Posted on 27th August 2014
Roger Smithers has successfully represented a Care Home in a High Court dispute over fees with a Local Authority.
There have been a number of well publicised disputes between care home owners and Councils about the level of funding provided to support vulnerable adults in privately run care homes.
The usual remedy for a care home provider dissatisfied with the rate offered by the Council is to apply to the Court to quash the Council’s decision because it has not been made lawfully. If successful the Court will instruct the Council to re-make the decision, taking into account the proper factors they ought to have considered in the first place. However, under this system, a complainant who remains unhappy with the new rate offered by the Council has to go back to Court to complain all over again. The Court does not itself determine what is a reasonable fee.
In a new departure, the case of Abbeyfield Newcastle upon Tyne Society Ltd –v- Newcastle City Council [July 2014] in which Dr Roger Smithers, a barrister from Guildford Chambers acted for Abbeyfield care home, the High Court for the first time determined a claim for a reasonable rate brought under the service contract between the Council and the care home.
Abbeyfield offers residential care homes, supported sheltered houses and respite care and had a written agreement with Newcastle City Council for the supply of care services between 2009 and April 2010. At expiry of the contract, the Council offered a new three year contract with rates frozen at the old level of £436 per week. Abbeyfield refused to sign the new contract accepting this offer, but continued for about 2 years to provide the services for which the Council paid the old rate of £436.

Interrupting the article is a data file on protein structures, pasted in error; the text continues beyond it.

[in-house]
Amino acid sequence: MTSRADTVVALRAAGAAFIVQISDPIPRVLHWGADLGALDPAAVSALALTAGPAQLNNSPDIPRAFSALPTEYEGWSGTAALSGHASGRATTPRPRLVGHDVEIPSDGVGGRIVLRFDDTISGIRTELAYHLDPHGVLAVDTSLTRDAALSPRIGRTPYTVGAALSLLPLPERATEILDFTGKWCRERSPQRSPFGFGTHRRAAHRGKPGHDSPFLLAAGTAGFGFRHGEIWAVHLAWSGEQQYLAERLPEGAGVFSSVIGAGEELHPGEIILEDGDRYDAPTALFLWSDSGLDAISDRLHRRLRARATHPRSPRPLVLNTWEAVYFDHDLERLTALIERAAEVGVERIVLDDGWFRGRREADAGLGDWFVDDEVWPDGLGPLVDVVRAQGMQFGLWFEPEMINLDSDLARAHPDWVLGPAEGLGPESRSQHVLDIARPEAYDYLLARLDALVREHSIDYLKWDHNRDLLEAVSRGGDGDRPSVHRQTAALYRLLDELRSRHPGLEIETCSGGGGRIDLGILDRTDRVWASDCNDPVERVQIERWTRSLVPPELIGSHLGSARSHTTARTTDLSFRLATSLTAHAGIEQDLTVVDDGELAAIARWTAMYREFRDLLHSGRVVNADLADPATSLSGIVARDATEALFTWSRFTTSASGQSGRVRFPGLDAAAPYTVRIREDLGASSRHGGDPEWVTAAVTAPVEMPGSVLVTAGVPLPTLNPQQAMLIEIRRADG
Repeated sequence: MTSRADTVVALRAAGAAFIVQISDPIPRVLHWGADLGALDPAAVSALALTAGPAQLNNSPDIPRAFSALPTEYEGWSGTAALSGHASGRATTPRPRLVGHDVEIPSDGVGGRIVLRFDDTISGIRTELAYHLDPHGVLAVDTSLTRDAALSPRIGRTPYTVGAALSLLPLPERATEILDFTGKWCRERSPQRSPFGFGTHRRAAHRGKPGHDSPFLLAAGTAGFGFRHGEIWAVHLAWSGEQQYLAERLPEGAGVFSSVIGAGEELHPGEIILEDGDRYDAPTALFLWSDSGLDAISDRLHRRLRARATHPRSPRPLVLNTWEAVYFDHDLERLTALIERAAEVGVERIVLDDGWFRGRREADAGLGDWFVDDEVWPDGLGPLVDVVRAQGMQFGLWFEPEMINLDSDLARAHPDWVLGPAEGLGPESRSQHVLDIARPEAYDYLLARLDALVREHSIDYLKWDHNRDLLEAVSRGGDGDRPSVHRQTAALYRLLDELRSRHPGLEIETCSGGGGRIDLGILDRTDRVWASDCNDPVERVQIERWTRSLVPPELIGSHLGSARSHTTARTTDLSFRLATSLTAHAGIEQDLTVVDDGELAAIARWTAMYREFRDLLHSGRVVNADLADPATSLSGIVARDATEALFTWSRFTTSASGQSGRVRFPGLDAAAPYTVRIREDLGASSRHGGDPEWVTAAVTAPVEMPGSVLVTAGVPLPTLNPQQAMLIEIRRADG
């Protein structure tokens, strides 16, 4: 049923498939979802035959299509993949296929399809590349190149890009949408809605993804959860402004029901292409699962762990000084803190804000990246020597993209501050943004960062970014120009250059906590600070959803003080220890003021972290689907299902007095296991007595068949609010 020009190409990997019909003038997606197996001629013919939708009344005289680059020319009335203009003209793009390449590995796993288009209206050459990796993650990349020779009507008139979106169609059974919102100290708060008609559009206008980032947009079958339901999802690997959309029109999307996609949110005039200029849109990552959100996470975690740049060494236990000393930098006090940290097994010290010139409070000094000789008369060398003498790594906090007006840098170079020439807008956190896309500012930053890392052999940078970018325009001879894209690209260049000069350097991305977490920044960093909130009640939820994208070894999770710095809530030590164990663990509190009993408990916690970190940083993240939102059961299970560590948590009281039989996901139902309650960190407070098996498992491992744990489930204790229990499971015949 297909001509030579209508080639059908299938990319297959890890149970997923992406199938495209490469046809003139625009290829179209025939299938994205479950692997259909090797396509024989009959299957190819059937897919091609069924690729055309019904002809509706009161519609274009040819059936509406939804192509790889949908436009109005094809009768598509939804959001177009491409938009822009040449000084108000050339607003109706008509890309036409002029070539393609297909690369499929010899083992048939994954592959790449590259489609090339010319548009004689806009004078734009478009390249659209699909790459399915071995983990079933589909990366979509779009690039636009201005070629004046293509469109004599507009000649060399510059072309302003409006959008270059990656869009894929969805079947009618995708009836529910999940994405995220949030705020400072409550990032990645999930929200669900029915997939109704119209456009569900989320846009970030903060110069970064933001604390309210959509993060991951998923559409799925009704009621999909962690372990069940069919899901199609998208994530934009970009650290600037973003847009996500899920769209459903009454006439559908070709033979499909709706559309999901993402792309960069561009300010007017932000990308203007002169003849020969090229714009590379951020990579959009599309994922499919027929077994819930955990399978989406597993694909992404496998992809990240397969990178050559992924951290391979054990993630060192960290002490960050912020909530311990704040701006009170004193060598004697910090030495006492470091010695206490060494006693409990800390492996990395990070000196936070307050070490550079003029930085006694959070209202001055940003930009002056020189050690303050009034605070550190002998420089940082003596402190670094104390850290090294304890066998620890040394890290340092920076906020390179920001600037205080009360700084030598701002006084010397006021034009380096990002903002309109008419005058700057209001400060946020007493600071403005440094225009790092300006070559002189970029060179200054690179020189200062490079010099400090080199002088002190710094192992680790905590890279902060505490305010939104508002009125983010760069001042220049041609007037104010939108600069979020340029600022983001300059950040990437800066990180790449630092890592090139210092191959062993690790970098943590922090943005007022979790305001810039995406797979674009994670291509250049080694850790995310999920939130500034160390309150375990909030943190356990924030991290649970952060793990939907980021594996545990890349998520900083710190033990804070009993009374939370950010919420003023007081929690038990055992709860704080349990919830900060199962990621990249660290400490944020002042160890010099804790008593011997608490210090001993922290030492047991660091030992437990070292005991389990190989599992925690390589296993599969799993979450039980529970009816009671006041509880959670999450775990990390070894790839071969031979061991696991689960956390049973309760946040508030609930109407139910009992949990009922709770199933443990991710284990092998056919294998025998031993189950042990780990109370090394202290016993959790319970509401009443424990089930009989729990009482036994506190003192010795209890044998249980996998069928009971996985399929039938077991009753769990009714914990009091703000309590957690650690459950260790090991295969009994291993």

The Council used a number of tactics to ensure that every care home other than Abbeyfield (51 of them) signed up to the new terms. One such tactic was to threaten to strike any care home which did not sign up from its standing list. The Court said this was ‘plainly unlawful’.
The expiring contract contained a mechanism for accountants PriceWaterhouseCoopers (PWC) to prepare a rate model used to determine the actual costs of care to providers. Following the refusal by the Council to implement this mechanism, the local care homes trade association, Care North East did so. The lowest rate determined by PWC was £477 per week. The Council ignored the PWC report into the rates.
Abbeyfield sued the Council for £465 per week on the basis it was a reasonable rate because it was lower than any PWC determined rate and that it was the market rate for the services which the Council ought justly to pay.
The case examined the Council’s defence that it had set a lawful rate which the Abbeyfield had accepted by continuing to provide services. The Court decided the rate set by the Council was not lawful, nor had the Abbeyfield accepted it. A reasonable rate was not indicated either by the rate paid to the 51 other providers because the Council had used its dominant position to skew the market.. The Court determined a reasonable rate at more than the Council had paid, resulting in a substantial back payment to Abbeyfield by the Council going back to the expiring contract date in April 2010, together with accrued interest.
This case provides care homes with a number of lessons which should be useful to those in negotiation with Councils. These include:
1. Rate Review Models. The importance of an independent professional analysis of costs and corresponding fee rates like the PWC was key in this case. Providers in current or future negotiations with a Council should think about commissioning independent rate reviews themselves if the Council is not using such tools.
2. The need for a provider to communicate regularly and carefully with a Council. If a provider wishes to make concessions to a Council with whom they are negotiating, it is vital that any limits are set out very clearly in writing to avoid an effective allegation of having accepted objectionable terms by conduct.
3. Vindication through contractual rights or the right to receive the market rate can still be very effective, even if a provider stands alone against a dominant Council which has successfully brow-beaten every other care home in its area.